The article speaks about a longitudinal study that followed 3050 twins in Finland over a span of 25 years. The premise of the study was to examine the impact of vigorous exercises had on the cognitive health of older people. According to the article, significant results exist from the study that suggest that exercises more vigorous than walking greatly decrease the risk of developing cognitive problems such as dementia in later years in life. According to experts cited in the article, the causal link may be the positive impact exercise has on vascular health. Further, the author notes that conditions such as high blood pressure contribute to risks associated with dementia, which may be why exercise has such a dramatic impact on the brain.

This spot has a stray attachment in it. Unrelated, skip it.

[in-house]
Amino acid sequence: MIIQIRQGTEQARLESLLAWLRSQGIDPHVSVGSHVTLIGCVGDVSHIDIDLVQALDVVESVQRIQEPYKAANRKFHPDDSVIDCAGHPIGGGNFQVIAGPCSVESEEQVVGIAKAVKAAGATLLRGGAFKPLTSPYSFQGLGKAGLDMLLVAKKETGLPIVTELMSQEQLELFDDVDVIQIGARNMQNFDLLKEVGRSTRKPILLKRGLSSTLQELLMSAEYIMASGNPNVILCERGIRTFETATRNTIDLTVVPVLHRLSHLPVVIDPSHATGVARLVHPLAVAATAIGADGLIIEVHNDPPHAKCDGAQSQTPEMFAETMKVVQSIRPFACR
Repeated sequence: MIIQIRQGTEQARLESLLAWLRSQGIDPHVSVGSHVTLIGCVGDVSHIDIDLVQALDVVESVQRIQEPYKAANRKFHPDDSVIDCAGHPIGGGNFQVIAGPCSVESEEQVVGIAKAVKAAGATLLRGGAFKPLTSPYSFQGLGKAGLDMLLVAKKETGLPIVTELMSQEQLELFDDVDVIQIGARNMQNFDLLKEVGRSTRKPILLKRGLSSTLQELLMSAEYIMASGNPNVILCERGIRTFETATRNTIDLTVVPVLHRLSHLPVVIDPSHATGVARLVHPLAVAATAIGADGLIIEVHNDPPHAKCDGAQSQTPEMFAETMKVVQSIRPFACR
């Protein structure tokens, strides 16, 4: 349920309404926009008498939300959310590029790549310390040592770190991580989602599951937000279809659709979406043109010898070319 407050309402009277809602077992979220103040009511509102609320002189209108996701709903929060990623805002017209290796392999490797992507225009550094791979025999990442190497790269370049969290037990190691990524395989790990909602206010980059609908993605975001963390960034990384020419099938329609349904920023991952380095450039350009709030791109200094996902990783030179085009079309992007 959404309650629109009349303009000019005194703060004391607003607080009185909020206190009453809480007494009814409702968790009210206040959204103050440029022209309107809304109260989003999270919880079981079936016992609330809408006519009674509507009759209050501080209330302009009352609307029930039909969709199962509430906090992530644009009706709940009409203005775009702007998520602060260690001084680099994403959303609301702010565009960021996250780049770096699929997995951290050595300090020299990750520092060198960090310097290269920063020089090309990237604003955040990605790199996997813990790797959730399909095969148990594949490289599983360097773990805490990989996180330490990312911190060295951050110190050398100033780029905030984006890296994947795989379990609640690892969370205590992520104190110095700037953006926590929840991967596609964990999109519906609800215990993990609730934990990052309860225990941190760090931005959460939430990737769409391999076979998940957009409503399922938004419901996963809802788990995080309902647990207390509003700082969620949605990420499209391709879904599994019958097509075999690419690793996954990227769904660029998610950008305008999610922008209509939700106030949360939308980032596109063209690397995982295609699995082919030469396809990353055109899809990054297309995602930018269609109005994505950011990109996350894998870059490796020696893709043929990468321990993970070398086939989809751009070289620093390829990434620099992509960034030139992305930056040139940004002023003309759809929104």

Key Points:

  • 1A new study of 3050 twins finds moderately vigorous physical activity – i.e., more strenuous than walking – to be associated with better cognition
  • 2midlife, moderately vigorous physical activity is associated with better cognition at old age
  • 3Increasing the volume of physical activity was not, however, associated with increased memory-protecting benefits

A long-term follow-up study of 3050 twins from the Finnish Twin Cohort has shown that midlife, moderately vigorous physical activity is associated with better cognition at old age.

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